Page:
Queer Homing Desires

deadline for submissions: 
February 20, 2022
full name / name of organization: 
Queer Political Assemblages 2.0, Jadavpur University Department of English

Department of English

Jadavpur University


“Queer Political Assemblages 2.0”

7 March 2022

Co-ordinated by:


Dr. Kaustav Bakshi, Associate Professor, Department of English, Jadavpur University


“Queer Political Assemblages”, a national students’ seminar, is a platform for conferring on diverse issues related to the intersectionality of sexuality identity politics, as the name clearly suggests. After a year’s break, the seminar is being revived, though in an online mode. This year’s theme is “Queer homing desires”.


Call for papers

Queer Homing Desires


“Home”, “belonging”, “dislocation”, “asylum” and “nation” connected to each other in intriguing ways have always been central to minority political discourses. The ‘queer’, by default, is always in a state of displacement. Homing desire – to borrow a phrase from Avatar Brah (1996) -in the context of a queer search for home, implies more than the discovery of and arrival at queer-affirmative spaces – which is more of an idea or an emotion than a territorially marked out space – a feeling of “hominess”; it is a search for “a space of belonging that proceeds from remembrances of beginnings that attach ‘home’ to places…faces and bodies…and emotions” (Fortier 2003). Queer individuals are either literally homeless, or are in a perennial search for a home, understood in all its metaphors, the arrival at which is indefinitely deferred or perhaps never really accomplished, being always in the process of discovery. Even within the spaces of the queer community, where multiple hierarchies and intersectionalities inform each identitarian category, the security of having arrived at ‘home’ or belonging within a habitable site of acceptance is often ruptured. Again, the commonplace perception of “home” and “homemaking” has been often resisted by queer individuals as normative ways of being, or as fulfilling a chrononormative expectation dictated by hetero-patriarchy. Queer homemaking is thus intricately linked with the mechanism of inclusion, exclusion, or inclusion under certain conditions, of legitimacy and illegitimacy of certain lives and ways of being. This is perhaps most apparent within transnational/diasporic discourses where queer diasporas resist “narratives that imagine diaspora and nation through the tropes of home, family, and community” which are “invariably organized around heteronormative, patriarchal authority” (Gopinath 2005). The queer resistance to the normative imagination of “home” signals a desire to break away from confined spaces and to challenge the security of permanence and closure. Perhaps Guzman’s (1997) term “sexile” encapsulates this contradiction effectively– a queer global subject exiled from the nation, and paradoxically liberated into free transnational mobility. The “sexile”, unbound by the national boundaries, provides an interesting analogy too: “queerness disrupts gender normativity like globalization disrupts national sovereignty” (Wesling 2008). On the other hand, however, the queer is raring to collapse on to the altar of heteronormativity with each passing day by eagerly appropriating all traditional markers of a successful and perfectly chrononormative hetero-life – one such marker being marriage, complete with vows of monogamy. The ulterior motive is to find a home – as it is understood so far – from fairy tales to contemporary popular Indian cinema. The desire for such a home and the fulfilment of such a desire is often in contradistinction to the original radicalism of being “queer”. So, what ultimately is “queer homing desire”, or what could an ideal “queer homing desire” be like? There is no singular definitive answer; in fact, there could be conflicting responses to the question. But, it would certainly be a discursive exercise worth undertaking.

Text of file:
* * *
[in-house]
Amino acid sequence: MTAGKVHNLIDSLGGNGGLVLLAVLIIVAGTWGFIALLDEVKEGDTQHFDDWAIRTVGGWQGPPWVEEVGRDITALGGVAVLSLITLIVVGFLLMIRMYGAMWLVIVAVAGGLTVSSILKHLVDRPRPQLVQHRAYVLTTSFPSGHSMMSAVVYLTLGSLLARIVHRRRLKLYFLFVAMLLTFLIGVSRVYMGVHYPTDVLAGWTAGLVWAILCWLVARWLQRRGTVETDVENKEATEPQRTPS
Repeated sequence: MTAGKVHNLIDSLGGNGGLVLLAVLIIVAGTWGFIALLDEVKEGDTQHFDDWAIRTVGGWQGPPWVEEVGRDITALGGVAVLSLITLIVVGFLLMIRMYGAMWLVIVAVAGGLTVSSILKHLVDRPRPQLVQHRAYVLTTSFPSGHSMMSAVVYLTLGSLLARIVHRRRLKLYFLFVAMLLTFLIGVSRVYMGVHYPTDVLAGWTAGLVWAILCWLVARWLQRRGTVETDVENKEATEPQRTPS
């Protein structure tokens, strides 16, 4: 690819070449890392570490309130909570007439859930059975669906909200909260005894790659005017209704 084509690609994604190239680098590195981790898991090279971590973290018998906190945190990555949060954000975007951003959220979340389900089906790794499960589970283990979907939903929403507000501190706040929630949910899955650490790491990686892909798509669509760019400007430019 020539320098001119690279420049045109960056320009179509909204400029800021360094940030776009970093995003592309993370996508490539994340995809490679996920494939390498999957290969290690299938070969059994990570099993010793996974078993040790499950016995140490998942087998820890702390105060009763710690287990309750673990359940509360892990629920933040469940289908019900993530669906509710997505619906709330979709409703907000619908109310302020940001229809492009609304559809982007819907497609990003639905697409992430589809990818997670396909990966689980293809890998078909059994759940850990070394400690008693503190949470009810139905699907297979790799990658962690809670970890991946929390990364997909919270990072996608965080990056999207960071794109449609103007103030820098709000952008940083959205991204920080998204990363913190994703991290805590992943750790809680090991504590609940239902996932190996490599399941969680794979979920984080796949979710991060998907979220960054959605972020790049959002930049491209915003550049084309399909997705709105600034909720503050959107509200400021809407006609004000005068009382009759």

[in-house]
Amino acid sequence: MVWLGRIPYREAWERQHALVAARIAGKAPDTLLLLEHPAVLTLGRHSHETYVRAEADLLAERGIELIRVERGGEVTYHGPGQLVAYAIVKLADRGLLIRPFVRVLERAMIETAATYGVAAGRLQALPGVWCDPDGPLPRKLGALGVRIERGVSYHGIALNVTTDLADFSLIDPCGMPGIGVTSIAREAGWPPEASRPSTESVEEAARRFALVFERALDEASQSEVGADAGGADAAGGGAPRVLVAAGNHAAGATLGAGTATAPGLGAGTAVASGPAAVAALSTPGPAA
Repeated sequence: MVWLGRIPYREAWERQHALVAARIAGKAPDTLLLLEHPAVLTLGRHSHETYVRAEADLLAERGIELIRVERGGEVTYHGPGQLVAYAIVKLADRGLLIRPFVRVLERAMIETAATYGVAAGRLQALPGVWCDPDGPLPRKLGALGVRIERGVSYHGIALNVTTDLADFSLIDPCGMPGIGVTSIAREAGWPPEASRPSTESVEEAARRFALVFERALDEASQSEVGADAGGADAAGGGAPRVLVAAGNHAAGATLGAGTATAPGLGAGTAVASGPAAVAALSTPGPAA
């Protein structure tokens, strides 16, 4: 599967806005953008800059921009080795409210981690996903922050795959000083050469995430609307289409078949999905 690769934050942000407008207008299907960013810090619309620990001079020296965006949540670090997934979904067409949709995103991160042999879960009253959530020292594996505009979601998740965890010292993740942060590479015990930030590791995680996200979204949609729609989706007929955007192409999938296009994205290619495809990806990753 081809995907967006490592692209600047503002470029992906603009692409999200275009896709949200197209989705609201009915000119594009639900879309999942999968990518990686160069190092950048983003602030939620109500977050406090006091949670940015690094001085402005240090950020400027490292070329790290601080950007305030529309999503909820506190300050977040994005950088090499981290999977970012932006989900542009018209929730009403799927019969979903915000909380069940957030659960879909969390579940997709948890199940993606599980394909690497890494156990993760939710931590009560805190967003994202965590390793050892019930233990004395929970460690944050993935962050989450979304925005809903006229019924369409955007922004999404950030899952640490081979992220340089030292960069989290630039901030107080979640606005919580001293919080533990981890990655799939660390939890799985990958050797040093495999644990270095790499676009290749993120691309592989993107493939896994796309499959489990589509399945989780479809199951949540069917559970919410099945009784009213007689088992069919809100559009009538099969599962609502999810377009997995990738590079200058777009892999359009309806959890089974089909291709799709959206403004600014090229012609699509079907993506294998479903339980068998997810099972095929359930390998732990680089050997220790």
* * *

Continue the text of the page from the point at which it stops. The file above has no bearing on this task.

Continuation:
Research papers reflecting on cultural texts and social events, testimonios and critical biographical sketches from students and research scholars for a 15 minute presentation are invited on this theme, the abstracts (not exceeding 300 words) of which should reach queerassemblages@gmail.com by 15 February 2022. The final list of selected candidates will be issued by 28 February 2022